Prisoners Make Someone a Profit

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Prisoners don’t just make license plates anymore:

“We Have the Time to Do It Right,” is one of the mantras on the unit’s corporate website; “Built with Conviction” is another.

Although 40 of 50 states still produce license plates behind bars, prison businesses have diversified. Inmates at Arizona Correctional Industries at the Lewis prison complex in Buckeye fix diesel tractors. Nearly a thousand Tennessee and South Carolina convicts use draw knives and hand scrapers to “antique” floors for a company that markets interiors with a vintage look.

The Pendleton, Ore., penitentiary sells a line of Prison Blue work apparel. California has a product in development: its own denim collection, Folsom Prison Blues.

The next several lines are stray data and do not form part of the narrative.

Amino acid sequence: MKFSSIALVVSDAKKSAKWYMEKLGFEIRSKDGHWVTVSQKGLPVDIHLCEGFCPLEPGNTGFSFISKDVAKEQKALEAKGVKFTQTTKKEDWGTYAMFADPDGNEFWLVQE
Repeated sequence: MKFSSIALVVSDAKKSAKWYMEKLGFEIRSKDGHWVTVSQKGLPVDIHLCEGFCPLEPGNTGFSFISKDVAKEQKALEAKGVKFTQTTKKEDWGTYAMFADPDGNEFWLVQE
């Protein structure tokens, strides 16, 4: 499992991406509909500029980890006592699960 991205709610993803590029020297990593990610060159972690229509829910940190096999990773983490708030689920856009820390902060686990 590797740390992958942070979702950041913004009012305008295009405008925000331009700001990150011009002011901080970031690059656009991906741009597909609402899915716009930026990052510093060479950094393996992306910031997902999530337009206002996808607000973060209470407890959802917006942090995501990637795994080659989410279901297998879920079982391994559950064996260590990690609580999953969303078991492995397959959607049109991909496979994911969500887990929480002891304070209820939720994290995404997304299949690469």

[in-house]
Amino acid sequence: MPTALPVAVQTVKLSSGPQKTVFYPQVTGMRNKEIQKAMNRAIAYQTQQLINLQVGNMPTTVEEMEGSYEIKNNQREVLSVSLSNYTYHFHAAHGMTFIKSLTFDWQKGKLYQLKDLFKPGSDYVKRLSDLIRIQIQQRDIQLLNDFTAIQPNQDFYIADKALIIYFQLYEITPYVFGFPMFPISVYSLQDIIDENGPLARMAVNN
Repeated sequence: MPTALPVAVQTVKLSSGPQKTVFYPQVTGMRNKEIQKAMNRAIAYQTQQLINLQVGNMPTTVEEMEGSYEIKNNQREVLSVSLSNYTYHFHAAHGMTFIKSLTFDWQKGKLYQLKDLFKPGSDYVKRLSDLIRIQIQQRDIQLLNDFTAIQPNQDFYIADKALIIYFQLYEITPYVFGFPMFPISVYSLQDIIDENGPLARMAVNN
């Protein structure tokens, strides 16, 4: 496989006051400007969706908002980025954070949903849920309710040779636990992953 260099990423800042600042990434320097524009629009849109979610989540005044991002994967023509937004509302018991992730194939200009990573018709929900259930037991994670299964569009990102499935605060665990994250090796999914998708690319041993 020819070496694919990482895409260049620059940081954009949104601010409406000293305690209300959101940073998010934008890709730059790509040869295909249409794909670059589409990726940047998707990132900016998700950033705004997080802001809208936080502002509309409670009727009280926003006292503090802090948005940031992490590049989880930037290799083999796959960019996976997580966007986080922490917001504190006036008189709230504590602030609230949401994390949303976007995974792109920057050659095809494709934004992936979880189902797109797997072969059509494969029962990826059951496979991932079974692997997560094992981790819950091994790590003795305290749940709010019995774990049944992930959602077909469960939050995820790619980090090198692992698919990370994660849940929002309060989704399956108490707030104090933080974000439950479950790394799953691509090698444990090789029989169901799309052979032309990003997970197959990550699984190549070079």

In the U.S., prison industries—correctional facilities with for-profit ventures that sell goods and services to the public—will have sales of over $2.2 billion this year, according to the National Correctional Industries Association, a Baltimore-based trade group. Silver State’s auto-restoration shop here in Indian Springs brought in $130,000 of the facility’s $6 million in fiscal 2010 revenue.

Besides auto-restoration, Silver State Industries also has a shop that packages old playing cards into souvenirs for Nevada casinos, and others that print books and make clothing.

Photo by stoupa/ShutterStock.

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